Seafood could be key to feeding growing populations, but ethical concerns muddy the water

Canadians appreciate seafood, with nearly 90 per cent enjoying it regularly. A new study sheds light on preferences and attitudes towards sustainability

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Blue foods — aquatic animals, plants and algae — hold the potential to feed a growing planet.

According to Nature, marine foods are a vital source of protein and other nutrients for over 3.2 billion people and support the livelihoods of over 800 million. Yet, as a landmark study by University of California Santa Barbara researchers suggests, more than 90 per cent of global blue food production is at risk from a changing climate.

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“We owe it to ourselves — to our society — to be eating more seafood,” chef and author Barton Seaver told Danielle Nierenberg on the Food Talk podcast. “We need to begin to see the human future as blue.”

A new study from the Agri-Food Analytics Lab (AAL) at Dalhousie University provides insight into Canada’s blue economy and the factors driving Canadian seafood choices.

As the study shows, Canadians appreciate seafood — especially its nutritional benefits (64 per cent) — with 86.7 per cent of respondents reporting that they eat it regularly. By region, British Columbians are the biggest seafood lovers, with 45.8 per cent enjoying it weekly; Quebeckers eat it the least, with 27.2 per cent partaking every week.

The study suggests that Canadians opt for the freezer aisle over the fish counter, with 49.2 per cent of Gen Z respondents buying frozen and 39.1 per cent of Gen X’ers. Canadians also prefer wild seafood over farmed, particularly in B.C. (67.9 per cent) and the Atlantic provinces (54.2 per cent).

The ethics of farming fish is at the centre of a debate in the U.K. Restaurants, including Fergus Henderson’s renowned St. John in London and Michelin-starred Grace & Savour in the West Midlands, have joined a campaign to drop farmed salmon from the menu due to sustainability and animal welfare concerns, according to The Guardian.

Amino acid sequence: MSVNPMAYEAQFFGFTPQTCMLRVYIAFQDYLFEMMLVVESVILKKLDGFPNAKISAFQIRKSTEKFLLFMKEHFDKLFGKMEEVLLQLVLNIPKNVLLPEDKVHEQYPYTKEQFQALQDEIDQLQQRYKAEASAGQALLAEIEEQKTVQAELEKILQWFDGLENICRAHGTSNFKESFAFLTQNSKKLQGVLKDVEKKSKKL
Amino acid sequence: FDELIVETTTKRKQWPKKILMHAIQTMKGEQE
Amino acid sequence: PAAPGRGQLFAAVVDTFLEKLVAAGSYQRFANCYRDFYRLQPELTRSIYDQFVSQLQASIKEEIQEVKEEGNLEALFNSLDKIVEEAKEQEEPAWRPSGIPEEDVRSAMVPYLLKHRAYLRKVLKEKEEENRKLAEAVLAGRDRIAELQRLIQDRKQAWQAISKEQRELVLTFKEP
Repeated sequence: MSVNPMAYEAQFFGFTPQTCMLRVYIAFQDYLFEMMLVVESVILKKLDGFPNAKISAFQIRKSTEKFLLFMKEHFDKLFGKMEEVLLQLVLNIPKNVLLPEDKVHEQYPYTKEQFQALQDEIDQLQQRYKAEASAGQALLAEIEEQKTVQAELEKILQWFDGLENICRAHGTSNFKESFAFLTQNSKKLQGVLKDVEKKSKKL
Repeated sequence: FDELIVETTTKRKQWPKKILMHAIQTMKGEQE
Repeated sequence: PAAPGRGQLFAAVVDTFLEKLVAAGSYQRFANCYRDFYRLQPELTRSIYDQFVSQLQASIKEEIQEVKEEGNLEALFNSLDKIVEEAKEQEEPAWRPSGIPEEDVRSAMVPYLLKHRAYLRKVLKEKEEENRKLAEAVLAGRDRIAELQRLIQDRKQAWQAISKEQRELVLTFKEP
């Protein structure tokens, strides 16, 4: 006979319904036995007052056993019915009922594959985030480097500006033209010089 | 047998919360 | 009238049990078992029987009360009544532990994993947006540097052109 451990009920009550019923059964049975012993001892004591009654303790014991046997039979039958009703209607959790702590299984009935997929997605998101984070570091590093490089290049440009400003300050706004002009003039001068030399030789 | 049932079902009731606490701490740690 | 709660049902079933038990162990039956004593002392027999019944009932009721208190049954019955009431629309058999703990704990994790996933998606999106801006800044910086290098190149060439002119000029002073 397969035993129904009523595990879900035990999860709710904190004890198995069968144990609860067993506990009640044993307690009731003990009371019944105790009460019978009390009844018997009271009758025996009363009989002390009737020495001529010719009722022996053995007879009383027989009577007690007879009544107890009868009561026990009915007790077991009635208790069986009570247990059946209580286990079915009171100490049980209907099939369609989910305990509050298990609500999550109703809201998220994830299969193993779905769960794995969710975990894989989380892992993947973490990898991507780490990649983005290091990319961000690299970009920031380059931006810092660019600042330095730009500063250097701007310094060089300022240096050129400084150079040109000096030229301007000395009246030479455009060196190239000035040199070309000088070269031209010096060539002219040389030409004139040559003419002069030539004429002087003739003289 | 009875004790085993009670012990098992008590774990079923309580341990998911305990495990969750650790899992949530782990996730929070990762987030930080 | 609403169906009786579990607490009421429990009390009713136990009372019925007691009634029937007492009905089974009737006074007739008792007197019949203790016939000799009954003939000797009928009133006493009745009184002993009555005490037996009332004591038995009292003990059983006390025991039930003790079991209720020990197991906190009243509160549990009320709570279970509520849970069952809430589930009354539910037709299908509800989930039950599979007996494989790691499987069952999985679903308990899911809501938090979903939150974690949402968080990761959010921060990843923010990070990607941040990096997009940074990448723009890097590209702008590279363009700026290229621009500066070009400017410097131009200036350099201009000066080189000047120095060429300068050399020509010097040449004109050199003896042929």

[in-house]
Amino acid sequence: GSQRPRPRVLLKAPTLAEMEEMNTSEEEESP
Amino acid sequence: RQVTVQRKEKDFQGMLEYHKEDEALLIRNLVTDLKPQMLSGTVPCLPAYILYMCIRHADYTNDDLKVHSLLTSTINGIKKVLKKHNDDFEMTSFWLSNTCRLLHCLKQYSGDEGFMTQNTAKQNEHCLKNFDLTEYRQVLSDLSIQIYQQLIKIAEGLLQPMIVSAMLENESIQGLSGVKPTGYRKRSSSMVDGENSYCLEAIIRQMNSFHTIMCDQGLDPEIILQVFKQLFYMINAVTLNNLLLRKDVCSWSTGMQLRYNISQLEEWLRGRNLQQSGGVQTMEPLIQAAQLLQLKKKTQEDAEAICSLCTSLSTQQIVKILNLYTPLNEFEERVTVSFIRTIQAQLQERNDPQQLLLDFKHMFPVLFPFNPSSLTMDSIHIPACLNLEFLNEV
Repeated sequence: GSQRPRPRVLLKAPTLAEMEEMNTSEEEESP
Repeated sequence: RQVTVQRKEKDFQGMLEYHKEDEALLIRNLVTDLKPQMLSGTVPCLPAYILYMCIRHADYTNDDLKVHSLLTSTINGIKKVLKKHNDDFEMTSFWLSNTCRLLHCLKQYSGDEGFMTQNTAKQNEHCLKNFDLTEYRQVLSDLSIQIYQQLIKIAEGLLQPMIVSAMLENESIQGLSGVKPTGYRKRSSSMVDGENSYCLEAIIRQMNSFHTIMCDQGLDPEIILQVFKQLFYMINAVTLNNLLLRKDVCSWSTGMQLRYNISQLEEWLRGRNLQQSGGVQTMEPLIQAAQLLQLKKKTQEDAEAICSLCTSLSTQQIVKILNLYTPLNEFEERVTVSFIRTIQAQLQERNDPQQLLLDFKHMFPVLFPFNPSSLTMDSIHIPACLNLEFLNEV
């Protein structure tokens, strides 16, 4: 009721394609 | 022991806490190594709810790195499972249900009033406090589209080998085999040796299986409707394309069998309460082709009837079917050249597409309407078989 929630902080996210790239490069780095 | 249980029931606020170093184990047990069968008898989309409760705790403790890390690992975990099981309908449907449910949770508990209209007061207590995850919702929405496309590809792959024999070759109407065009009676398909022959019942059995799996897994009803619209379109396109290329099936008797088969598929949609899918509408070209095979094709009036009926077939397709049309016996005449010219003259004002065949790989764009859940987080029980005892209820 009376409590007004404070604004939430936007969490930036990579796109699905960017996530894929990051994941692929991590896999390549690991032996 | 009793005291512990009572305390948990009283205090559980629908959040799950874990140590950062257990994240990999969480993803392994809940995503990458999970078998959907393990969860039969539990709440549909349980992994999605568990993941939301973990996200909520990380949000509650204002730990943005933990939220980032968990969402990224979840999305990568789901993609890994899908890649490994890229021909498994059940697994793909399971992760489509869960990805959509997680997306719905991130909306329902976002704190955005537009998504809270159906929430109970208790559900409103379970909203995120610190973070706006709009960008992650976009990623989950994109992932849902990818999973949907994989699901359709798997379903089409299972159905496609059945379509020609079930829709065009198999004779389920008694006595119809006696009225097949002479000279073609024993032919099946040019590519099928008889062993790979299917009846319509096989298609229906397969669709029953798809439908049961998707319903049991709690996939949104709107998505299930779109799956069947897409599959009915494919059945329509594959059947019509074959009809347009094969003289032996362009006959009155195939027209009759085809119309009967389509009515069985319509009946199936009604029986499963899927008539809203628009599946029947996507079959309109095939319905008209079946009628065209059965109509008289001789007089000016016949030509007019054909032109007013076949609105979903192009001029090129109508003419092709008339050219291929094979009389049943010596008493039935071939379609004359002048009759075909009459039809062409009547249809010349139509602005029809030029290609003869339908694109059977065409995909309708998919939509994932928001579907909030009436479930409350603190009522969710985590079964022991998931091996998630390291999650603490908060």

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Meanwhile, the potential environmental impact of thousands of salmon escaping fish farms in Iceland has spurred protests and inspired Icelandic singer Björk to release a “lost” song with Spanish pop star Rosalía.

“People at the fjord Seyðisfjörður have stood up and protested against fish farming starting there. We would like to donate sales of the song to help with their legal fees and, hopefully, it can be an exemplary case for others,” Björk said in a press release.

According to the AAL study, 35.6 per cent of Canadians regard farmed seafood as a sustainable choice, but perception varies with income. Respondents with household incomes exceeding $150,000 agreed the most (53.3 per cent), followed by $35,000-$74,999 (50.2 per cent) and $75,000-$149,000 (48.6 per cent).

For most Canadians, climate change and the environment are important factors when buying food (54 per cent overall; 60 per cent for those 18-29). Roughly three in four prefer Canadian seafood over imported, half consider humane treatment when buying seafood, and 40 per cent would pay more for a certified sustainable product.

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“By aligning consumer preferences with responsible harvesting practices, we can contribute to the preservation of our oceans and aquatic ecosystems,” said co-lead researcher Stefanie Colombo, associate professor at Dalhousie University and Canada Research Chair in Aquaculture Nutrition.

Sylvain Charlebois, director of the AAL and co-lead researcher, added, “Our study provides valuable insights into the complex relationships between Canadians and their seafood choices. Understanding these preferences can help drive more sustainable practices in the fisheries and aquaculture industry.”

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